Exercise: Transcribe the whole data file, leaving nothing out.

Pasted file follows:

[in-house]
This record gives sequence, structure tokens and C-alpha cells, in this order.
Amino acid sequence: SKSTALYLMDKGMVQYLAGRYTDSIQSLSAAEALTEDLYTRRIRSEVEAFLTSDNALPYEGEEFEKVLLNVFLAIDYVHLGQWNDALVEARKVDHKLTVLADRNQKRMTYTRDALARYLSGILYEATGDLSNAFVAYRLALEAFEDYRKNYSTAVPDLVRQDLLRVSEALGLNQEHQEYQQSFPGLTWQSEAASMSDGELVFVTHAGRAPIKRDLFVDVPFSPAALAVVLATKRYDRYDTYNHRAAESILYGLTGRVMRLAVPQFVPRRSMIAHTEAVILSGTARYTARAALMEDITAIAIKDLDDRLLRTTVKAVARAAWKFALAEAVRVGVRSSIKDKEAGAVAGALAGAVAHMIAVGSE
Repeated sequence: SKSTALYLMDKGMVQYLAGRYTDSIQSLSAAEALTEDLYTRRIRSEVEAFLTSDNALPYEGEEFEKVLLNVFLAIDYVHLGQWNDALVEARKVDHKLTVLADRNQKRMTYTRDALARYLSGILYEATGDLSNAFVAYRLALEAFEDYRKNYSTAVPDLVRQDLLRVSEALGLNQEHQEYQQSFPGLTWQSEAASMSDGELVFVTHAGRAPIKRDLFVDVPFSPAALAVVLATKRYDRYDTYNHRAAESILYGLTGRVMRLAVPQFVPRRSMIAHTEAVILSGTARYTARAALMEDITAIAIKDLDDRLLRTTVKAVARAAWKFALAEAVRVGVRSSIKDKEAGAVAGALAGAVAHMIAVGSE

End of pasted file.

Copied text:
[in-house]
This record gives sequence, structure tokens and C-alpha cells, in this order.
Amino acid sequence: SKSTALYLMDKGMVQYLAGRYTDSIQSLSAAEALTEDLYTRRIRSEVEAFLTSDNALPYEGEEFEKVLLNVFLAIDYVHLGQWNDALVEARKVDHKLTVLADRNQKRMTYTRDALARYLSGILYEATGDLSNAFVAYRLALEAFEDYRKNYSTAVPDLVRQDLLRVSEALGLNQEHQEYQQSFPGLTWQSEAASMSDGELVFVTHAGRAPIKRDLFVDVPFSPAALAVVLATKRYDRYDTYNHRAAESILYGLTGRVMRLAVPQFVPRRSMIAHTEAVILSGTARYTARAALMEDITAIAIKDLDDRLLRTTVKAVARAAWKFALAEAVRVGVRSSIKDKEAGAVAGALAGAVAHMIAVGSE
Repeated sequence: SKSTALYLMDKGMVQYLAGRYTDSIQSLSAAEALTEDLYTRRIRSEVEAFLTSDNALPYEGEEFEKVLLNVFLAIDYVHLGQWNDALVEARKVDHKLTVLADRNQKRMTYTRDALARYLSGILYEATGDLSNAFVAYRLALEAFEDYRKNYSTAVPDLVRQDLLRVSEALGLNQEHQEYQQSFPGLTWQSEAASMSDGELVFVTHAGRAPIKRDLFVDVPFSPAALAVVLATKRYDRYDTYNHRAAESILYGLTGRVMRLAVPQFVPRRSMIAHTEAVILSGTARYTARAALMEDITAIAIKDLDDRLLRTTVKAVARAAWKFALAEAVRVGVRSSIKDKEAGAVAGALAGAVAHMIAVGSE